Whether you are looking to get into astrophotography or take your skills to the next level, 2020 has lots of great astronomical events happening all over the world. Planning in advance and being in the right place at the right time is the first step to getting amazing shots.
A large part of photographing specific events is planning. Obviously, being in the right place at the right time is the key to successfully photographing an event that occurs only at particular places and times, but you can only plan when you know something is going to happen.
Experienced night sky shooters know that some of the most challenging targets are meteors. While meteor showers, which happen several times a year, will make capturing the elusive meteors easier because there are more of them, you can still point a camera to the sky with a 30 minute exposure and get nothing. Then, suddenly, a meteor can appear where you weren't pointing.
We photographers don’t always get the perfect sunset or clear starry night sky every time we head out to photograph desolate areas or national parks. This is when we can take a little post production know-how and can still create other worldly and dreamy images that capture the viewer’s eye. Skylum Software's Luminar 4 has just made that scenario easier and faster to do with its all-in-one software and very powerful artificial intelligence.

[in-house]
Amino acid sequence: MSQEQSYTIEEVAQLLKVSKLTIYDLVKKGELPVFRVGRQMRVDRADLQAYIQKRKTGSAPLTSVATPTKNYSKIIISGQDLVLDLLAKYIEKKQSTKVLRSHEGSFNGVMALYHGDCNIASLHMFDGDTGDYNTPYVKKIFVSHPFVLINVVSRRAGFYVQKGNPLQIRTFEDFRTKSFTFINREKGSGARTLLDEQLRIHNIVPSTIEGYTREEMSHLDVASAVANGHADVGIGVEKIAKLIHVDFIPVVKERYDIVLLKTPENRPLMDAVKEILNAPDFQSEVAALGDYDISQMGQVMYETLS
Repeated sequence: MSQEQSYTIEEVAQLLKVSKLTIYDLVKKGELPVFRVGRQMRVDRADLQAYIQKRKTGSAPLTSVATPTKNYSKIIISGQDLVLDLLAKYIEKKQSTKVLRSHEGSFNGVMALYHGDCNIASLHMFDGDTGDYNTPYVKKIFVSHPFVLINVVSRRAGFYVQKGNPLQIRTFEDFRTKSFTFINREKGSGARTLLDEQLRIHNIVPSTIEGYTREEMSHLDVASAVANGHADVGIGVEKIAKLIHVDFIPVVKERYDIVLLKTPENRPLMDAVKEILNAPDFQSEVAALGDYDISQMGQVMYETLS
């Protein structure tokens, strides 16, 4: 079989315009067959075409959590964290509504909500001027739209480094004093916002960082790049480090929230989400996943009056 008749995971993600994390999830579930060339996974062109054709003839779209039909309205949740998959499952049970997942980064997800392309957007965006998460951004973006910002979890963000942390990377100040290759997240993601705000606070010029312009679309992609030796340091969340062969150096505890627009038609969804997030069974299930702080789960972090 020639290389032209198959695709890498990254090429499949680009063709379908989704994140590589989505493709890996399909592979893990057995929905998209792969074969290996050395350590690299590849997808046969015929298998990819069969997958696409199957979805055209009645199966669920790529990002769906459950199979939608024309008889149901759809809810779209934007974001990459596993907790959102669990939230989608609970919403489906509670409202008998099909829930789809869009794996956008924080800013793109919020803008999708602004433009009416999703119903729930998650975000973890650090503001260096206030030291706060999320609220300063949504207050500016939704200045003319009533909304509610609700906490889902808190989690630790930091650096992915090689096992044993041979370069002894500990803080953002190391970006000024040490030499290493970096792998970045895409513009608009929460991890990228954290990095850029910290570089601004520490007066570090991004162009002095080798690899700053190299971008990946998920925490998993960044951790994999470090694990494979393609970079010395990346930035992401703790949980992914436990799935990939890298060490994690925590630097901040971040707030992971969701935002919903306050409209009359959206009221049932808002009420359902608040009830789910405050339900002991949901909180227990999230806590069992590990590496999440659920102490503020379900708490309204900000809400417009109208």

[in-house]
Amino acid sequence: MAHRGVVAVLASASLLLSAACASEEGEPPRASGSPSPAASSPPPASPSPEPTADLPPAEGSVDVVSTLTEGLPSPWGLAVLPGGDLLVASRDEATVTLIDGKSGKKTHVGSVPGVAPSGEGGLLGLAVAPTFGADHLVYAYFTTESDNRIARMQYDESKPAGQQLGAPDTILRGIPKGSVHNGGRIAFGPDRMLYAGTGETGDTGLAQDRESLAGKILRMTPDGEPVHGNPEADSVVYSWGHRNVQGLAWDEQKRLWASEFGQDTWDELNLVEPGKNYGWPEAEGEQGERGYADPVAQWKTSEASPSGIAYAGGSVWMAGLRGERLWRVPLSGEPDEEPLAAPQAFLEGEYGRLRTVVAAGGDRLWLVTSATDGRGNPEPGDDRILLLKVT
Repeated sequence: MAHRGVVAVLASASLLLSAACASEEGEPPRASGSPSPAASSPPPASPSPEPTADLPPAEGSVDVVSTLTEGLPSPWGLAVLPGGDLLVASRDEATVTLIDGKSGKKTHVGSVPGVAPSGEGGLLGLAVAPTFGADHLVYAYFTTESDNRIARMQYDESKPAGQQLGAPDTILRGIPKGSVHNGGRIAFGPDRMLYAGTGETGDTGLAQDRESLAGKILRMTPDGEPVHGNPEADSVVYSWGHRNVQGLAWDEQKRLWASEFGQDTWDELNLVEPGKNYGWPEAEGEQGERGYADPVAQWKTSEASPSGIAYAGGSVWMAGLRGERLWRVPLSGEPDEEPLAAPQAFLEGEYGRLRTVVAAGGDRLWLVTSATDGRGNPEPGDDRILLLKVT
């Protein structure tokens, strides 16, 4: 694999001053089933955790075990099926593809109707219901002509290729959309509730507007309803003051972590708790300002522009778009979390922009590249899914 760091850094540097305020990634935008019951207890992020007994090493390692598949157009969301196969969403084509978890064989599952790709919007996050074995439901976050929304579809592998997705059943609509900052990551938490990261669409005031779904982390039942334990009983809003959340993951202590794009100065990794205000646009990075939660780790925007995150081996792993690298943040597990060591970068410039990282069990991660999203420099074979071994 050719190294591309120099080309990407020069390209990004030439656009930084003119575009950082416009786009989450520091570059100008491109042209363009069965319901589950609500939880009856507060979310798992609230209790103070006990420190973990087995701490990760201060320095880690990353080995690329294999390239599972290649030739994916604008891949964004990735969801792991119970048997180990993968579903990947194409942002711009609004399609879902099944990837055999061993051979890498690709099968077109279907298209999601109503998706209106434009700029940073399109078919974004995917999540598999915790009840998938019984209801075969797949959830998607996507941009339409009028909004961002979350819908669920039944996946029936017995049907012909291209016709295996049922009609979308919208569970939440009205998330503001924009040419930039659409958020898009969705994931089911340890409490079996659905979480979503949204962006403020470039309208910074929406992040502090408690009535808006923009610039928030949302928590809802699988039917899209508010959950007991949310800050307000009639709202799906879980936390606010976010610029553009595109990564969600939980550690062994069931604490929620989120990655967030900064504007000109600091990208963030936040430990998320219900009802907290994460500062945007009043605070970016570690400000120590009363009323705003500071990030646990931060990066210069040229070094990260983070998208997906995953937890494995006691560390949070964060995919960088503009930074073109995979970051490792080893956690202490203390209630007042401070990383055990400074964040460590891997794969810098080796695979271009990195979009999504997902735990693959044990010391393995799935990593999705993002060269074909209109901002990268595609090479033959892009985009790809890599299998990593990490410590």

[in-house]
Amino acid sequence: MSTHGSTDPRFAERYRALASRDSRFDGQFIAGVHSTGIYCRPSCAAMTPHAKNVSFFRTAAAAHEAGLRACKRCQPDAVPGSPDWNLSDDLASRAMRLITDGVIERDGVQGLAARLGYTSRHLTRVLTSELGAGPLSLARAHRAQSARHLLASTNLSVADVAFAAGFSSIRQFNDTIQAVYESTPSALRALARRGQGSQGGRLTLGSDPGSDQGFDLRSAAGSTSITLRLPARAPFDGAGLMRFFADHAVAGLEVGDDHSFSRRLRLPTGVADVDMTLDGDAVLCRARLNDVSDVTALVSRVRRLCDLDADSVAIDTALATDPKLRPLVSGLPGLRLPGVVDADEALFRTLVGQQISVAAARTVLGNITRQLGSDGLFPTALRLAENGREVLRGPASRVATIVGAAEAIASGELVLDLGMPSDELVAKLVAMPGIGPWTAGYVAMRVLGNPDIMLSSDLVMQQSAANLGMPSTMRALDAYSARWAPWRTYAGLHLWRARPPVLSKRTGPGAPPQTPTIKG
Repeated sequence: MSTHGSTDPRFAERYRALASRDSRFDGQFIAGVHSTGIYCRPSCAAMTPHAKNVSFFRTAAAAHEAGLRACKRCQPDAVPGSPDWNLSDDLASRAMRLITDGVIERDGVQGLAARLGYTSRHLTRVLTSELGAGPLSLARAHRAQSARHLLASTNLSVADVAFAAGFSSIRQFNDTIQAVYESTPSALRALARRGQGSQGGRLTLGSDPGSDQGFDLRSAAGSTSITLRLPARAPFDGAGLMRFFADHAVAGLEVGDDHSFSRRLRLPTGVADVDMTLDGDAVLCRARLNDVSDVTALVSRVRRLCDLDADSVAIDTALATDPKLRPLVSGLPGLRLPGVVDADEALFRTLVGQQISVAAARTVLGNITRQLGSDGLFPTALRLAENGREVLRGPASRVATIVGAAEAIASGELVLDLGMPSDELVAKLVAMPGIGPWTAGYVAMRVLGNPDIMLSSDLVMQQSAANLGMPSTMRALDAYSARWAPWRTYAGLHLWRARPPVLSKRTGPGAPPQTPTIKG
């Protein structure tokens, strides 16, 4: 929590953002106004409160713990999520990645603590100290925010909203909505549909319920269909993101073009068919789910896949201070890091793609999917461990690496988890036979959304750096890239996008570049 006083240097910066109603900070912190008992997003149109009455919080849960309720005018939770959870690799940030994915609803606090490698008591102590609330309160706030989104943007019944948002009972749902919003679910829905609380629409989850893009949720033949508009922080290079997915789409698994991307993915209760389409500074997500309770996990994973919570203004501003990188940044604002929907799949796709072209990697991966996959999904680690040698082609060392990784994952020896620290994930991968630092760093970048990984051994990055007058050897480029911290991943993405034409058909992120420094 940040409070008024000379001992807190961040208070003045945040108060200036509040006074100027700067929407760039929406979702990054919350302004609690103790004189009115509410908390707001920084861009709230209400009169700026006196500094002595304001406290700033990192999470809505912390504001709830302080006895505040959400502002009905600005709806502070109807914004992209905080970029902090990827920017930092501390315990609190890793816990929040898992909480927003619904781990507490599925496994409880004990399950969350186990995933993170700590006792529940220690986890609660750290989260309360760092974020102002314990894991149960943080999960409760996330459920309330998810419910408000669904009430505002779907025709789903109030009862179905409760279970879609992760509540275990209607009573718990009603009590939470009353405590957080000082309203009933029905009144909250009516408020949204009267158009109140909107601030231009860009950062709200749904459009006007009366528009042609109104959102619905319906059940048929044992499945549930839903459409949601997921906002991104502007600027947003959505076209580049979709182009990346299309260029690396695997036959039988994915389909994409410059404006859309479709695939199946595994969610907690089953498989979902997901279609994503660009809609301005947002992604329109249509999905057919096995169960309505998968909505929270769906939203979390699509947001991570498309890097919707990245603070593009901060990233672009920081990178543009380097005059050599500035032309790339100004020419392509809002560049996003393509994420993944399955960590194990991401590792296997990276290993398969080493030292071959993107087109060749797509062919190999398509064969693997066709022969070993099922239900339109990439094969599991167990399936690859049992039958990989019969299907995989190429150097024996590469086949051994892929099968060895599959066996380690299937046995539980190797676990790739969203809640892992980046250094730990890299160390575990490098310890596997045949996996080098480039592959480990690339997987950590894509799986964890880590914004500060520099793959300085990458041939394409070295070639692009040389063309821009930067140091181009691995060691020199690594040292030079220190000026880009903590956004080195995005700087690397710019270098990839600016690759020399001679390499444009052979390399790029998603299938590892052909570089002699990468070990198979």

Hoping to create stunning night sky photography, have you ever driven out beyond the city, only to be left with a pesky orange or green glow in every shot? A new filter promises to cut down the effects of light pollution and not affect your landscape color tones in the process.
Tokina's original 11-16mm lens has been one of its most popular selling lenses for years offering up something a lot of companies couldn't: a fast and sharp ultra-wide angle lens at an affordable price. Is this new version going to continue the trend and be a successful upgrade for Tokina?
Astrophotography is a very unique and tricky genre, but if you take the time to dive into it and learn how it is done, you can be rewarded with stunning images of the heavens. If you are interested in astrophotography, this great beginner's guide will answer a lot of questions to help you get you on your way to pointing your camera toward the night sky.
Canon's mirrorless lenses have gotten off to quite an impressive start, though the bodies still have some catching up to do when it comes to innovation. Canon might be pushing that envelope a bit next year, though, as new rumors have uncovered the potential release of the ROS Ra, a full frame mirrorless camera designed specifically for astrophotography.
Laowa is one of the first to create a wide lens for Nikon’s Z and Canon's RF mount, with their 15mm f/2 Zero-D. The lens is also available in Sony's FE, representing a unique option for full frame mirrorless users. With an impressive aperture and focal length combination, is it a lens you should consider?
Hype for Google’s new flagship phone has intensified in recent weeks with photographers excited about what new technology the tech giant will be squeezing into its latest model. To add to the fervor, a leaked promo video suggests that a dedicated astrophotography mode will be incorporated.